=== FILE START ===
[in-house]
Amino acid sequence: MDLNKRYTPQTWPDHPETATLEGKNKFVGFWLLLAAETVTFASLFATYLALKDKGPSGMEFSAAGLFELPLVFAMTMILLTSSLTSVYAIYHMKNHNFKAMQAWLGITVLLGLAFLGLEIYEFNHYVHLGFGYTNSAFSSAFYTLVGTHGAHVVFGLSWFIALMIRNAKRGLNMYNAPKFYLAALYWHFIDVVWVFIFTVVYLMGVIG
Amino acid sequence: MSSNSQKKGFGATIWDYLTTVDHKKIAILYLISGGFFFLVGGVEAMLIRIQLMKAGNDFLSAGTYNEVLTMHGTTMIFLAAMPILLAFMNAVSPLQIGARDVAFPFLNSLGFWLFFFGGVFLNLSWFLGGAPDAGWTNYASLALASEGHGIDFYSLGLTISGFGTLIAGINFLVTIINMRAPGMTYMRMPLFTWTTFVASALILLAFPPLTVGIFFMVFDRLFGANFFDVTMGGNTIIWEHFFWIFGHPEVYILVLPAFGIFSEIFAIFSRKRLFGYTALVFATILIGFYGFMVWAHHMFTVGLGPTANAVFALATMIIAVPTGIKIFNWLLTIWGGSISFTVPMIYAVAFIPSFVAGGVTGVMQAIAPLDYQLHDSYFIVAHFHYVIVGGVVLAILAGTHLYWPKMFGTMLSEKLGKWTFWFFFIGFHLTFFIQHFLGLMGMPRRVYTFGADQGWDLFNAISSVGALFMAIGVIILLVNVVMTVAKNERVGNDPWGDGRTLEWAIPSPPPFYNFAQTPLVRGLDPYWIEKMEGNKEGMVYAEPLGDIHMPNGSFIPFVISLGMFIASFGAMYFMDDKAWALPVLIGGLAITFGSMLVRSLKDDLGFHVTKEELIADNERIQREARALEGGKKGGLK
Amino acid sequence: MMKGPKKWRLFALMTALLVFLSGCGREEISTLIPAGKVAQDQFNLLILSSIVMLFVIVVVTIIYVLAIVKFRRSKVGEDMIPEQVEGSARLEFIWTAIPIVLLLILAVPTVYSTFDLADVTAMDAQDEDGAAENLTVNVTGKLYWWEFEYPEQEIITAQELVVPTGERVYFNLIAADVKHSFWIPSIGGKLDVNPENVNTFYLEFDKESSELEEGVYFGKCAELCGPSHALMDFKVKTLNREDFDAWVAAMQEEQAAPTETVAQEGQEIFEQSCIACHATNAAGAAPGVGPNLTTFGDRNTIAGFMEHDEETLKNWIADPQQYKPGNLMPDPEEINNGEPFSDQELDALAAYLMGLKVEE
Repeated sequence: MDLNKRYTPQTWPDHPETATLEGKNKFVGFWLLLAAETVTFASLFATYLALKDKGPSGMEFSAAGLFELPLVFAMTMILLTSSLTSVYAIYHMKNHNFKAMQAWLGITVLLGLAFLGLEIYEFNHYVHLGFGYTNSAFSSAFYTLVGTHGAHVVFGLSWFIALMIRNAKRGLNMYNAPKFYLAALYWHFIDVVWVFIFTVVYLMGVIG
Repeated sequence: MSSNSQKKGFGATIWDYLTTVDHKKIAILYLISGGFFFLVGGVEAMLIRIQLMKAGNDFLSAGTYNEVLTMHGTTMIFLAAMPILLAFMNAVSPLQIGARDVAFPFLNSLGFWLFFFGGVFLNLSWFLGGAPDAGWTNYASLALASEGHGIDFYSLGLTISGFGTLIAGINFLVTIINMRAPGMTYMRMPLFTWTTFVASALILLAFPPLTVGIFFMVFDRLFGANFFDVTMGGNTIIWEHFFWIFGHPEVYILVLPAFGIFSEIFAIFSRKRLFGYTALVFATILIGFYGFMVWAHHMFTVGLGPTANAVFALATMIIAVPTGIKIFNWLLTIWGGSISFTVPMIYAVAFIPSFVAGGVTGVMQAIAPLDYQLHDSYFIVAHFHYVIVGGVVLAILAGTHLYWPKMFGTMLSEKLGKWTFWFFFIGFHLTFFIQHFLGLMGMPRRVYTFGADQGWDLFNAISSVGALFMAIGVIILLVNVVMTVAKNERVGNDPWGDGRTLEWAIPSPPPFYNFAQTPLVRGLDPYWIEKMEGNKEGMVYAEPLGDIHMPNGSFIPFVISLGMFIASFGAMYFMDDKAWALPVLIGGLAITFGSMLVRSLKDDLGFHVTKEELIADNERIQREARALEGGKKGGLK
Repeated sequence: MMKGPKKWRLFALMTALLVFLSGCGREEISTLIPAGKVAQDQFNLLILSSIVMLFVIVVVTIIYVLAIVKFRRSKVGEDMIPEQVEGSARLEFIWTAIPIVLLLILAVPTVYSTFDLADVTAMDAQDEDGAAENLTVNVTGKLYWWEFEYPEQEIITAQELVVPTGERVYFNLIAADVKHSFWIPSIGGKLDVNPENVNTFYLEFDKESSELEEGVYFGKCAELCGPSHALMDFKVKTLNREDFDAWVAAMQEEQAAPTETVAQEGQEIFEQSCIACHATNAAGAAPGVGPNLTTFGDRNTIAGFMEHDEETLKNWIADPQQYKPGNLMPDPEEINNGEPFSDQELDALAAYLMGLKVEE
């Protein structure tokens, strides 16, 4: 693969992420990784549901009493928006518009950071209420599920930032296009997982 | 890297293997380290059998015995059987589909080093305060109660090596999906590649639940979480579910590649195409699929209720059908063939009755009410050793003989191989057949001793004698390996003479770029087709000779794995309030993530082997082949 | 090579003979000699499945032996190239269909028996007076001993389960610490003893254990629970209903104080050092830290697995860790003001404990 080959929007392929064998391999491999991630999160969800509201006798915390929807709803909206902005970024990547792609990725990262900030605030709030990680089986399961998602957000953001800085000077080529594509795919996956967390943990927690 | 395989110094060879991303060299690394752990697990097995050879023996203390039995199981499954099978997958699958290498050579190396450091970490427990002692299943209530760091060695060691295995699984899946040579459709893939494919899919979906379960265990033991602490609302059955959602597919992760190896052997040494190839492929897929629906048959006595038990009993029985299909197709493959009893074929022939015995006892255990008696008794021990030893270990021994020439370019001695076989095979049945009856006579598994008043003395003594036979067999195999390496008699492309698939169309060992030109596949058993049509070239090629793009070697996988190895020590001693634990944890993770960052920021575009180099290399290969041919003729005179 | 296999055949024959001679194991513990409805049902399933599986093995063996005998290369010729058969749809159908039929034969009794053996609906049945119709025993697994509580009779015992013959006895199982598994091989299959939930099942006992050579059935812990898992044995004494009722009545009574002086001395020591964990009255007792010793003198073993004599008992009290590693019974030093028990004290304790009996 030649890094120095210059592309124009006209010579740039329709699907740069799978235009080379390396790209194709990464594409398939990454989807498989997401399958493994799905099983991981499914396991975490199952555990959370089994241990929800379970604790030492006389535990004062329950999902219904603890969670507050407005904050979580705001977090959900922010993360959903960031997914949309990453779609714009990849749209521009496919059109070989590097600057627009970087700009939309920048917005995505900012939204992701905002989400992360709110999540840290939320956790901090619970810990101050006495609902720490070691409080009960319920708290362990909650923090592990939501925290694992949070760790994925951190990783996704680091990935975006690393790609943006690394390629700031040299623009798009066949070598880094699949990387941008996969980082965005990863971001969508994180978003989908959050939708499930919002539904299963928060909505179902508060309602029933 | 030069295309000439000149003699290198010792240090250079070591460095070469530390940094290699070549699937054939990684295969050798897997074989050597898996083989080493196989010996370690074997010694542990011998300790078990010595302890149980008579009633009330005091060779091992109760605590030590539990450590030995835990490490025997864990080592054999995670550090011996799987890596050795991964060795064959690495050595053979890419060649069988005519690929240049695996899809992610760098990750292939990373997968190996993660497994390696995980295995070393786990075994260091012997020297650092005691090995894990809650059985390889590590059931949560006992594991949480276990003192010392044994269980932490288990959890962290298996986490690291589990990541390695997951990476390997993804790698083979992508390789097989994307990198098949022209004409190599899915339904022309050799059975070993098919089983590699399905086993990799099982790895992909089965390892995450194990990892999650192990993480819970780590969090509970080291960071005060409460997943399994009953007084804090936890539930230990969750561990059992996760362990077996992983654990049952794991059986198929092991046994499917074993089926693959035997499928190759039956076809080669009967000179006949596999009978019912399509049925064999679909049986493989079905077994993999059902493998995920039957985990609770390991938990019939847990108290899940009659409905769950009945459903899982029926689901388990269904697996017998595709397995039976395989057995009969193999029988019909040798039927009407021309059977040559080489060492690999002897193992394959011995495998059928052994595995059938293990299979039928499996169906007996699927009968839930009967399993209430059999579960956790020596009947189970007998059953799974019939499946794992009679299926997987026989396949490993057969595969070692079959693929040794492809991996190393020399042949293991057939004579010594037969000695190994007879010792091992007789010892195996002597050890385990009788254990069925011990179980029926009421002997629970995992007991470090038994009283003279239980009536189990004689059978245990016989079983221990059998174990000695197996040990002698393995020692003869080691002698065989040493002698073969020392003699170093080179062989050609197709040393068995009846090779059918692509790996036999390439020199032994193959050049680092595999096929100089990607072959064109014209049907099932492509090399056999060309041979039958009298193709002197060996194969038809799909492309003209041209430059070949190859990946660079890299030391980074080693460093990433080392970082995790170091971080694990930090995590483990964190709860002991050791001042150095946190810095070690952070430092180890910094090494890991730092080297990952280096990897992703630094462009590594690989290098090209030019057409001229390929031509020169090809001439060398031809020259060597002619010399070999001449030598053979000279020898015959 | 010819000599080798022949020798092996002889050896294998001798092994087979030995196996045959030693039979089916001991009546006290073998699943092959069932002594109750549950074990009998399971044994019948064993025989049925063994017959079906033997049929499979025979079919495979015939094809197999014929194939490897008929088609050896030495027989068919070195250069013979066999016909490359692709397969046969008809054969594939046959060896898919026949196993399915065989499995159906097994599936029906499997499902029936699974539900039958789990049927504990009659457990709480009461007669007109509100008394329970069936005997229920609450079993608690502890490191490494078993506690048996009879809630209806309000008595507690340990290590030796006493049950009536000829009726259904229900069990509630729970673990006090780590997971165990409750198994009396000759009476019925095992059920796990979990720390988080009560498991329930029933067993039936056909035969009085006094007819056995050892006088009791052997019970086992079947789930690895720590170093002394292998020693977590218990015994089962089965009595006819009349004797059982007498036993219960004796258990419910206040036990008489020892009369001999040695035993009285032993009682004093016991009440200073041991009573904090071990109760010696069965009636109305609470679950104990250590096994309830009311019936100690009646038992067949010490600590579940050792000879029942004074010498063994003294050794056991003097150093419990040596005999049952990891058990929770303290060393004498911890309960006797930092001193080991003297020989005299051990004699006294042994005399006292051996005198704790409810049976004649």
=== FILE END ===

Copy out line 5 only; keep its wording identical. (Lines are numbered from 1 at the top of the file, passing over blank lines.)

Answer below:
Repeated sequence: MDLNKRYTPQTWPDHPETATLEGKNKFVGFWLLLAAETVTFASLFATYLALKDKGPSGMEFSAAGLFELPLVFAMTMILLTSSLTSVYAIYHMKNHNFKAMQAWLGITVLLGLAFLGLEIYEFNHYVHLGFGYTNSAFSSAFYTLVGTHGAHVVFGLSWFIALMIRNAKRGLNMYNAPKFYLAALYWHFIDVVWVFIFTVVYLMGVIG